It has been suggested that a close evolutionary relationship exists between centromeric TEs and the birth of new satellite families (Figure 3a). In the plant species Aegilops speltoides, a 250 base pair repeat satellite array family is present at centromeres [162]. While not identical to that of a transposable element, this satellite DNA sequence shares high similarity to portions of a transposable element: Ty3/gypsy-like retrotransposons. Furthermore, this phenomenon has been observed in other model species as well, including members of the Arabidopsis [163], Drosophila [164], and Cetacean [165] genera. A recent study observed that tandem dimers of TEs form during bursts of TE activity and may serve as fodder for the evolution of satellite arrays, as was found for the hobo element in Drosophila [166]. It has been proposed that large-scale mutations, insertions and deletions within centromeric TEs followed by unequal crossing over or even seeding across chromosomes, may give rise to novel tandem repetitive elements found highly enriched at centromeres [112,167,168,169,170]. These processes are thought to act as part of the host-defense mechanisms to inactivate mobile elements ([171,172] but see [173]) or prevent non-allelic homologous recombination ([174,175] and reviewed in [109,176,177]).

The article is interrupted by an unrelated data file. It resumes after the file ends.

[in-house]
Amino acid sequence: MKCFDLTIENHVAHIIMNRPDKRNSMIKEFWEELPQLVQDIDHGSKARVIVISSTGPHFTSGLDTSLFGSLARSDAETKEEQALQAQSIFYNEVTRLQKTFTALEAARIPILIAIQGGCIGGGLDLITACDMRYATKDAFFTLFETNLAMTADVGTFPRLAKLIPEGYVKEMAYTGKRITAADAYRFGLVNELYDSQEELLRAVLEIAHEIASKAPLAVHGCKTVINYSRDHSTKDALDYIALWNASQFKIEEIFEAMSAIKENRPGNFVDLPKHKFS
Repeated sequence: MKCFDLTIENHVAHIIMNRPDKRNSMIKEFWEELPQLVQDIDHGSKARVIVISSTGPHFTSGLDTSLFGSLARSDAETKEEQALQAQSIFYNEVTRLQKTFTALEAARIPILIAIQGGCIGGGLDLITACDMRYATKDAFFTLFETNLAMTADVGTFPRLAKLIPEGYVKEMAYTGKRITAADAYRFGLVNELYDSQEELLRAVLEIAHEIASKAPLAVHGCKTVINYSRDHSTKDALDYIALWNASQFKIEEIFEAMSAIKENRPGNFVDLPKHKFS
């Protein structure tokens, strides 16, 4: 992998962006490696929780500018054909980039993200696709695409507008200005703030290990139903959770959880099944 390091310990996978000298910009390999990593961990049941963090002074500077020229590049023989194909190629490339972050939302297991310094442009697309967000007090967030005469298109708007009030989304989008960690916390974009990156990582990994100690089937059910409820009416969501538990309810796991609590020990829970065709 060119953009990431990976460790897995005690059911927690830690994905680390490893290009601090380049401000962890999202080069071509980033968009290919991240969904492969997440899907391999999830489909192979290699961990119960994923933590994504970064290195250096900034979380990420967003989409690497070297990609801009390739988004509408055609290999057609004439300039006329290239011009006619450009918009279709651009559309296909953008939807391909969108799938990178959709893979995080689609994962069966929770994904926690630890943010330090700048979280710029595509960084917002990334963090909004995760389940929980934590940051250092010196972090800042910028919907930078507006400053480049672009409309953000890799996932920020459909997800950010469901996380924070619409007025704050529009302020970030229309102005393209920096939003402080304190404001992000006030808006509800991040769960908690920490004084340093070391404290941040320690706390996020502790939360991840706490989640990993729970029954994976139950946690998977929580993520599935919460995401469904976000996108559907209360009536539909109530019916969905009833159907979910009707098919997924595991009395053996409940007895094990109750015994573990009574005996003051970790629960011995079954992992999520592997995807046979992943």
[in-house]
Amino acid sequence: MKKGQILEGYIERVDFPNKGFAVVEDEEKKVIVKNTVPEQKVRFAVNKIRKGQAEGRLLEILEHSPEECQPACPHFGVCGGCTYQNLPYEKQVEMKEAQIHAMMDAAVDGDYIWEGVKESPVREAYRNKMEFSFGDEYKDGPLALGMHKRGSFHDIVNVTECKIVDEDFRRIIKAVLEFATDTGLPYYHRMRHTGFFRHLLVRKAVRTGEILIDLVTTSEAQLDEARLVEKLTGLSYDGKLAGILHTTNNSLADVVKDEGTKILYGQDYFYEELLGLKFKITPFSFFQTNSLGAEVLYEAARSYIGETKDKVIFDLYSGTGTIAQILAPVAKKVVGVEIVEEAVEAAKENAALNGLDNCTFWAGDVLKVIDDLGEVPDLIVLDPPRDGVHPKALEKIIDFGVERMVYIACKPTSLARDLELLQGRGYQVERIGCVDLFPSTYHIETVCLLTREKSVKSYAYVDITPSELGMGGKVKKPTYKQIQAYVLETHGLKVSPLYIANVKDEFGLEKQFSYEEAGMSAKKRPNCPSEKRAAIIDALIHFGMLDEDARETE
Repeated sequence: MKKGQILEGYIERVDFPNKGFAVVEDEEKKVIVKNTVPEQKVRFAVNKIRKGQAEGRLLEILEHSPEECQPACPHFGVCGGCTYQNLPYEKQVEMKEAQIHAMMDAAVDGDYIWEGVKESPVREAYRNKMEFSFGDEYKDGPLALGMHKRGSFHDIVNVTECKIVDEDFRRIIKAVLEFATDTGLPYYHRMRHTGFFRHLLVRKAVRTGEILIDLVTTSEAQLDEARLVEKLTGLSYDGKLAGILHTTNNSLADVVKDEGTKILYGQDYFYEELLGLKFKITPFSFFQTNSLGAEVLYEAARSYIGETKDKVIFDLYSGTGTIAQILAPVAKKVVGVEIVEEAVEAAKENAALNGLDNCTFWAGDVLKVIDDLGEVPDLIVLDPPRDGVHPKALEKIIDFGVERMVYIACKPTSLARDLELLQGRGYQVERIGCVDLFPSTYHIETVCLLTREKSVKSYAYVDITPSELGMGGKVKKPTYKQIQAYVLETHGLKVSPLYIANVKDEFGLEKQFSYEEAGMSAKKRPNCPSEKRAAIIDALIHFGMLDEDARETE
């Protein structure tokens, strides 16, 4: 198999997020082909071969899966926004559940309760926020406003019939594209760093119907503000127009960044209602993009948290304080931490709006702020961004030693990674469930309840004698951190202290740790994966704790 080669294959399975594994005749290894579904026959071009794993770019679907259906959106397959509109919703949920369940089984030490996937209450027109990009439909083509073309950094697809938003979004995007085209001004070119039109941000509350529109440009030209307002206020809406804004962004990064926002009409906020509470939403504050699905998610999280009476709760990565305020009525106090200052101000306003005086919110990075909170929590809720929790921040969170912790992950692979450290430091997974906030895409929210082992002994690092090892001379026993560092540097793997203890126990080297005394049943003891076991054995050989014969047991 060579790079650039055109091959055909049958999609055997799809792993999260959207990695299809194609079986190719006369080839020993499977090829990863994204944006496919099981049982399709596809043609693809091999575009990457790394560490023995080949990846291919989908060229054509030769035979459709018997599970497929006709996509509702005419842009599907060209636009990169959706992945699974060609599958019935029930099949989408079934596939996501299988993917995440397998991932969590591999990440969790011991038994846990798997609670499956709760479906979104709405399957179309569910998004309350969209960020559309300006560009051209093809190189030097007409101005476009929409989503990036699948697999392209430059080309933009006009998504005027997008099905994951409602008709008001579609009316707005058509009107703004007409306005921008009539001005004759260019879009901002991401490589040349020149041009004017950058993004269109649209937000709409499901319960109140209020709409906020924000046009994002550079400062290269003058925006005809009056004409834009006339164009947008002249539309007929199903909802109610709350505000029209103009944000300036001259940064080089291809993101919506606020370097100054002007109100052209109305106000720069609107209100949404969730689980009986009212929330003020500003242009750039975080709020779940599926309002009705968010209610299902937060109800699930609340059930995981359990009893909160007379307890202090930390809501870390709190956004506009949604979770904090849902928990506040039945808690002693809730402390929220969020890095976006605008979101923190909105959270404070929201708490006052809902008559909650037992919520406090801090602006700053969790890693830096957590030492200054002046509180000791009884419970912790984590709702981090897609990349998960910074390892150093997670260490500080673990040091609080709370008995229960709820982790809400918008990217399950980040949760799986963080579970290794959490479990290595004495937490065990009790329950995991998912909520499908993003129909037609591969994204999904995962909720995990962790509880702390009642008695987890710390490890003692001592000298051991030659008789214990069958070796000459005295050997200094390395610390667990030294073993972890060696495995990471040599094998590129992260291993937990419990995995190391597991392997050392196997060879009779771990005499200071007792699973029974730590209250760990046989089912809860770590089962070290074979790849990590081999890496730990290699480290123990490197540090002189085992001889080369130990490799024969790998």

Within plants, allopolyploidy presents a unique opportunity for the evolution of centromeric sequences from resident TEs. Following allopolyploidization, and during the genomic instability that ensues, centromeric TEs from the different progenitor genomes may become activated [178]. Evidence has been found in Gossypium (cottons) that such activation likely occurred, resulting in the integration of TEs from one genome into another, and subsequent proliferation among centromeres [179]. This activity, coupled with the exposure of new genomic material in the polyploid state, provides an opportunity for competition among multiple, newly emerged centromere repeats and the possible selection for repeats that are more conducive to supporting centromere nucleosome structure [180].

5. Transcription in the Centromere—Let’s Get the Party Started!